Great Neck school supervisors failed to adequately monitor use of the district’s 4,000-gallon fuel depot, raising risks that hundreds of gallons could have been diverted to private vehicles, state auditors have concluded.
The report from the state comptroller’s office found no evidence of wrongdoing.
Great Neck’s superintendent, Teresa Prendergast, responded that the district will follow up on the state’s recommendations for strengthening internal controls over fuel use and expressed appreciation for the assistance.
The district is one of the largest in Nassau County, with an enrollment of 6,400 students, a fleet of 79 vehicles and other heavy equipment, and an annual budget of $216 million.
“We are gratified to note that there were no findings of fraud, waste or mismanagement,” Prendergast wrote in her letter to Ira McCracken, chief examiner at the comptroller’s regional center in Hauppauge.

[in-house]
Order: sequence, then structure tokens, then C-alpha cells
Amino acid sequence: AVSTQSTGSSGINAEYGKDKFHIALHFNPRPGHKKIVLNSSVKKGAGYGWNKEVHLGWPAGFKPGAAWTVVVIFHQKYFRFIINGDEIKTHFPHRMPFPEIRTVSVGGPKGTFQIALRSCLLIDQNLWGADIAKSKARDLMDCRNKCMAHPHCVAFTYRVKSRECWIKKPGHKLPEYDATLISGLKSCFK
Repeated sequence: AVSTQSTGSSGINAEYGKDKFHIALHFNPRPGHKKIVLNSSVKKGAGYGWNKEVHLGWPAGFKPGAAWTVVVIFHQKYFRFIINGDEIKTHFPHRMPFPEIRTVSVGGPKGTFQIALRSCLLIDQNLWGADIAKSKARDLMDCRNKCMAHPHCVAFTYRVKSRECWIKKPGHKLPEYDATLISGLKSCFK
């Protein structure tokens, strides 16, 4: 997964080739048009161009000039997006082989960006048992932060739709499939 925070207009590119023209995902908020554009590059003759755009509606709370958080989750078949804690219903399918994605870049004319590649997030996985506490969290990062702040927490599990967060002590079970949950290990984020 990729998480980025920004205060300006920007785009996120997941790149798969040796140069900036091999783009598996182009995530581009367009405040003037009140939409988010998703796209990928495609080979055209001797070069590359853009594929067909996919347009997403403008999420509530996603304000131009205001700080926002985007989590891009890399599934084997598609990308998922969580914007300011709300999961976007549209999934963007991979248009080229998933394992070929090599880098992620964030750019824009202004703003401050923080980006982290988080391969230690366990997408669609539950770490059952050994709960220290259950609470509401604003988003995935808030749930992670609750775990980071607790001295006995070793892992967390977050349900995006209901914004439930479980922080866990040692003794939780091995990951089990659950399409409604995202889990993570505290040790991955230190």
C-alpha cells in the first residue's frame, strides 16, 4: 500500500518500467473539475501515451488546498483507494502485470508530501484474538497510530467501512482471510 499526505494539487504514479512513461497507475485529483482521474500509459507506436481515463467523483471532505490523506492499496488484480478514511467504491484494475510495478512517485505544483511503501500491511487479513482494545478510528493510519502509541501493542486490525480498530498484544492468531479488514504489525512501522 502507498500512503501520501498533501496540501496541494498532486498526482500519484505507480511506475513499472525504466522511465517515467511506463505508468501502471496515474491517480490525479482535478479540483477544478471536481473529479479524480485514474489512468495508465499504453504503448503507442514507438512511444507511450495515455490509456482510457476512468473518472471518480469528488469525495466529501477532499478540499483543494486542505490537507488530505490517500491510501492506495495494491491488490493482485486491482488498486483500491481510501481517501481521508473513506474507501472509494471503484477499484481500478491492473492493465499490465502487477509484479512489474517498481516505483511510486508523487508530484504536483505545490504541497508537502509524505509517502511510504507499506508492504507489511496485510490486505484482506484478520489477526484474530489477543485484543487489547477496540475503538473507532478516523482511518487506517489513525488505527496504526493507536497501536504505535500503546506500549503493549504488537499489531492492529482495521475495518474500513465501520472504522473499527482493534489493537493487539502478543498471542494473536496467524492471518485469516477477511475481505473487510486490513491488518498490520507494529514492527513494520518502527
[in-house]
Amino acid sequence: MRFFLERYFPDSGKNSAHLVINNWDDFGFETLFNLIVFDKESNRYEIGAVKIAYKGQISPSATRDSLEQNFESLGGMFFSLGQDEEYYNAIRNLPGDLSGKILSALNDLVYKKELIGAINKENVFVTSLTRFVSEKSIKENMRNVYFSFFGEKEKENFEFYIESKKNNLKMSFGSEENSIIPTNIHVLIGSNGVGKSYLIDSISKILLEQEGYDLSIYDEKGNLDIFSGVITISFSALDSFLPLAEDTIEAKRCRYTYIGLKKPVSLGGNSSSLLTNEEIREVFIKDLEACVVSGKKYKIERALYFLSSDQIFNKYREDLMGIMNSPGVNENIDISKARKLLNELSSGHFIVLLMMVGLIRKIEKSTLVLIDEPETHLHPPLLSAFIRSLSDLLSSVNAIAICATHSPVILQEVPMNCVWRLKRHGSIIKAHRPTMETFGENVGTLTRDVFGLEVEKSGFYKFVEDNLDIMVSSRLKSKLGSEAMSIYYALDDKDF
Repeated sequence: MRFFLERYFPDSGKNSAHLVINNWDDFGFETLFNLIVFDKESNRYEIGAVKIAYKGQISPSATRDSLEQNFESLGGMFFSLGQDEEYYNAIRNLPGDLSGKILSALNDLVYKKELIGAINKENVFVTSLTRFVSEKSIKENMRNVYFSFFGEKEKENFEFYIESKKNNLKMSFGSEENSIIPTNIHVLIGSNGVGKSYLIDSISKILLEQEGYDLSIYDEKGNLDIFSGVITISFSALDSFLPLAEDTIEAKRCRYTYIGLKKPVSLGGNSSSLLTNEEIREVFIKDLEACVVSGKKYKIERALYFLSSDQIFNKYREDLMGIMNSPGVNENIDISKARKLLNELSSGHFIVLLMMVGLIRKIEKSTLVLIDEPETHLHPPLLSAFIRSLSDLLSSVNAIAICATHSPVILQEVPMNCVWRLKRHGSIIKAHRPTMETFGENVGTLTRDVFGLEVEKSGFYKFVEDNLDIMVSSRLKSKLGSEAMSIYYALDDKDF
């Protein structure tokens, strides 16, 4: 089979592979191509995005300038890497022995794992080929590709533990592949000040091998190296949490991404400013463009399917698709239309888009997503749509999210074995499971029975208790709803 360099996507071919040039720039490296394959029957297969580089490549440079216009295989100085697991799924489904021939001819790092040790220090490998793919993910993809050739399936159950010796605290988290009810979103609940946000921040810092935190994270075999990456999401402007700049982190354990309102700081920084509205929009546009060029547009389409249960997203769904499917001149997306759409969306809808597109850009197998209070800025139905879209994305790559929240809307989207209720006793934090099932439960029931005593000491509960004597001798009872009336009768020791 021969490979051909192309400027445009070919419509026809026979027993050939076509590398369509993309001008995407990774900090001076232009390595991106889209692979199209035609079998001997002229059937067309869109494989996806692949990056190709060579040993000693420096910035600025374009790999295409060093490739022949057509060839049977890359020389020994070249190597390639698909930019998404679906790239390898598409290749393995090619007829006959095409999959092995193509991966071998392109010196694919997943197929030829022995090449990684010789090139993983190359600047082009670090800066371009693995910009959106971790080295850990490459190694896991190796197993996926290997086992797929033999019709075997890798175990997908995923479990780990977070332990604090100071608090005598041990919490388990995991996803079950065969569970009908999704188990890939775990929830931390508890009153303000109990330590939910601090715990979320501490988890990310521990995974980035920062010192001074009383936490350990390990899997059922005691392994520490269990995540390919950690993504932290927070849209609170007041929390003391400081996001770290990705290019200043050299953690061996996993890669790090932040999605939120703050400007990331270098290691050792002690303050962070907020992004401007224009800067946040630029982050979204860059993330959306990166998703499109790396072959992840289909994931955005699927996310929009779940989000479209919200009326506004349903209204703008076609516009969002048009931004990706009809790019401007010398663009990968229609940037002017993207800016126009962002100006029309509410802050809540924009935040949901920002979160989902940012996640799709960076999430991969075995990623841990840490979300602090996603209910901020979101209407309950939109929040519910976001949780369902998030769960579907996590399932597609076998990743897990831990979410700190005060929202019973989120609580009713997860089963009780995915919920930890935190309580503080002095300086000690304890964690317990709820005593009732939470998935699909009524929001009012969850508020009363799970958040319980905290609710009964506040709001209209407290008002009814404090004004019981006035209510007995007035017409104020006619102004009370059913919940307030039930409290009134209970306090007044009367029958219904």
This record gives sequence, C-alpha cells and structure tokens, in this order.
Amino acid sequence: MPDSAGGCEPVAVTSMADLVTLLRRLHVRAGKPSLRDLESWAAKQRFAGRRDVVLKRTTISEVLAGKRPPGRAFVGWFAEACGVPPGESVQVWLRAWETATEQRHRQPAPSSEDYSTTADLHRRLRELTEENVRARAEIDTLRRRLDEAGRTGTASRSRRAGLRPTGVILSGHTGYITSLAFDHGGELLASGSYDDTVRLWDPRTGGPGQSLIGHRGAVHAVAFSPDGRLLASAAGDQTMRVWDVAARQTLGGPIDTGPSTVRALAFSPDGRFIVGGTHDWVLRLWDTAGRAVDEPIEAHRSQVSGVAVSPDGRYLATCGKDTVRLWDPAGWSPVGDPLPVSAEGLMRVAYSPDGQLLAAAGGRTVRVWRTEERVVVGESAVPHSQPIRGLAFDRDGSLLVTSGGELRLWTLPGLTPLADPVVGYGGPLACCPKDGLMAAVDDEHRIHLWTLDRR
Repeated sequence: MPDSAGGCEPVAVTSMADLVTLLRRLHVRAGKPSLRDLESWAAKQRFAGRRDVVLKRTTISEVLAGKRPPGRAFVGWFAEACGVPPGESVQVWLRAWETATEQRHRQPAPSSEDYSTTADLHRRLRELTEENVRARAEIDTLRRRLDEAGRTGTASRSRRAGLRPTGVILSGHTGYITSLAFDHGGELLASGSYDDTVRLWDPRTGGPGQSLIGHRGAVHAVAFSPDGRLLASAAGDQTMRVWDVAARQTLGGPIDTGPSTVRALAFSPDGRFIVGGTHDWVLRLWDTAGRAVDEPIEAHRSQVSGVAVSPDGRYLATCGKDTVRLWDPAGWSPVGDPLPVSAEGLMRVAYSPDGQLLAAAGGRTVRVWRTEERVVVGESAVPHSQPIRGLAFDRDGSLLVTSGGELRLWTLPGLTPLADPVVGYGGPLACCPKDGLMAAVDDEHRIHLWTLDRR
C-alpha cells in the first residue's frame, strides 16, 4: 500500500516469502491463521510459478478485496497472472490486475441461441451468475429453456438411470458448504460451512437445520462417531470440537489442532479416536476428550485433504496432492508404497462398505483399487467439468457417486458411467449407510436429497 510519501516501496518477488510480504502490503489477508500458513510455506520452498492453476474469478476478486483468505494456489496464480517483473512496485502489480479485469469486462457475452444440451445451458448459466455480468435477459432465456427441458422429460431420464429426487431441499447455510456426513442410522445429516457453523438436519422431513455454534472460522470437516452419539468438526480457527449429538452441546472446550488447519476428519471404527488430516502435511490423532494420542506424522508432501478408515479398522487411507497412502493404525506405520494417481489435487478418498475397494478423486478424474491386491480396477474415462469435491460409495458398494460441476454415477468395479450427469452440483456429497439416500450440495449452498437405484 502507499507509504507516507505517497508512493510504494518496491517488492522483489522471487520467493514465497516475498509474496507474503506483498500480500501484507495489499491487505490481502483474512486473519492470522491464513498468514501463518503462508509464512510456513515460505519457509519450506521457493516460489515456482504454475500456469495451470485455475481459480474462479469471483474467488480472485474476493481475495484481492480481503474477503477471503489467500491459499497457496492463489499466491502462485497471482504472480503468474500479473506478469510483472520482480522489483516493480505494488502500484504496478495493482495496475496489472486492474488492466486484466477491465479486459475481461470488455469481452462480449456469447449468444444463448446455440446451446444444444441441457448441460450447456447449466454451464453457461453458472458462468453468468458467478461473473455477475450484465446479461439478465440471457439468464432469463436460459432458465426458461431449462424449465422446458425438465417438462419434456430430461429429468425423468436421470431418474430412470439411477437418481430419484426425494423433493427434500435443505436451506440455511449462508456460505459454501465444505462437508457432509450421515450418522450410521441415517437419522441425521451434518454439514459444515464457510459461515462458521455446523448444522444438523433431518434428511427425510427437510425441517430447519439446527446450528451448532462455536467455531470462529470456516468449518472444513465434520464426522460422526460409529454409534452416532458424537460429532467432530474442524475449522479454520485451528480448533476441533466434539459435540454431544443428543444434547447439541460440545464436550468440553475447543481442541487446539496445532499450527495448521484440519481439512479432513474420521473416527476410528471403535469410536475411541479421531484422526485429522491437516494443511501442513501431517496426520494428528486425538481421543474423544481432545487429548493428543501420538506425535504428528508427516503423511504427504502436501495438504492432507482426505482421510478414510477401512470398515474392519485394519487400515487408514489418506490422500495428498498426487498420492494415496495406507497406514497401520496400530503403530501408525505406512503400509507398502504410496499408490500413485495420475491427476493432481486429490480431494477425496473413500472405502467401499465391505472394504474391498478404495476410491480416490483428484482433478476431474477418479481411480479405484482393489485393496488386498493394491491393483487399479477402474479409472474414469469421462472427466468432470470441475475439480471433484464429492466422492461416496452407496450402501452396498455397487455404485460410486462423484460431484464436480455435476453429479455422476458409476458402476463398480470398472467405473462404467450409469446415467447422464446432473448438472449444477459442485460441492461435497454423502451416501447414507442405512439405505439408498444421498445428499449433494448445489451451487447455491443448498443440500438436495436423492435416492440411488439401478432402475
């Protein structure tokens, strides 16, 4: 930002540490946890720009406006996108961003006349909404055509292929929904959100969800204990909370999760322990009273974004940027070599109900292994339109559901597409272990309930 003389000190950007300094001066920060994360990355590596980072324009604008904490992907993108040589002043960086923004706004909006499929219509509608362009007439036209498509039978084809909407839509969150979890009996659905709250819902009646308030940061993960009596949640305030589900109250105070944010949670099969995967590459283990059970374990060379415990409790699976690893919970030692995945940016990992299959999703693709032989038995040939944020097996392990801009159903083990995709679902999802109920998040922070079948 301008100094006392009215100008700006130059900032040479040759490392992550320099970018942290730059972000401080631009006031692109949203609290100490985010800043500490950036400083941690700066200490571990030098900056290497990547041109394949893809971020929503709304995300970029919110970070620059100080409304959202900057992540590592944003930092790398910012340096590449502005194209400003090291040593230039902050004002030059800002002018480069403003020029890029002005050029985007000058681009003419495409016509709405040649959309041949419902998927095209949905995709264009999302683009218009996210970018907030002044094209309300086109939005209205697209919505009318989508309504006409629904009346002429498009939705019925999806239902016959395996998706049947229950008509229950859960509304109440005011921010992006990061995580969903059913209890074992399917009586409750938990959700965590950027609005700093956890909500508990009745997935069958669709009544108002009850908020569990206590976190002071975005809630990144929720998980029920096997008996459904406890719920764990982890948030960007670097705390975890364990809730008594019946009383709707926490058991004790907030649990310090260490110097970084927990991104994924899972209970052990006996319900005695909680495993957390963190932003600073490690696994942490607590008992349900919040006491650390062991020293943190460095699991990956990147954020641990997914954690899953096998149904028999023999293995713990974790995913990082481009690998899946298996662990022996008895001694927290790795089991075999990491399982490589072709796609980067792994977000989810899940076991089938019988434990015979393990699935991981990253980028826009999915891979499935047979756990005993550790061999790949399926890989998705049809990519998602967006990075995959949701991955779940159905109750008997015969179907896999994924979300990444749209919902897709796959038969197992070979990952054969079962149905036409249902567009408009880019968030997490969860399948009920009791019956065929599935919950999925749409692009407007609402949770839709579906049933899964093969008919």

The 15-page report found that Great Neck left itself open to the risk of theft because of inadequate safeguards. For example, state auditors said that the number of gallons of fuel dispensed on one day in January, as displayed on the pump, was about 10 percent more than the number of gallons actually meted out.
“As a result of these discrepancies, unauthorized removal of fuel from the tank could occur without detection, and the board and district officials do not have adequate assurance that fuel inventories are properly accounted for and fuel is being used for appropriate district purposes,” the report stated.
The state’s audit covered a period from July 2014 through October 2015, when the district spent a total of about $140,000 on gasoline.
The report noted that a camera monitors the site, and that employees record pumping of gas. Auditors added, however, that the camera did not clearly show vehicle license plates, and that employees recorded fuel use on their own without adequate review or oversight.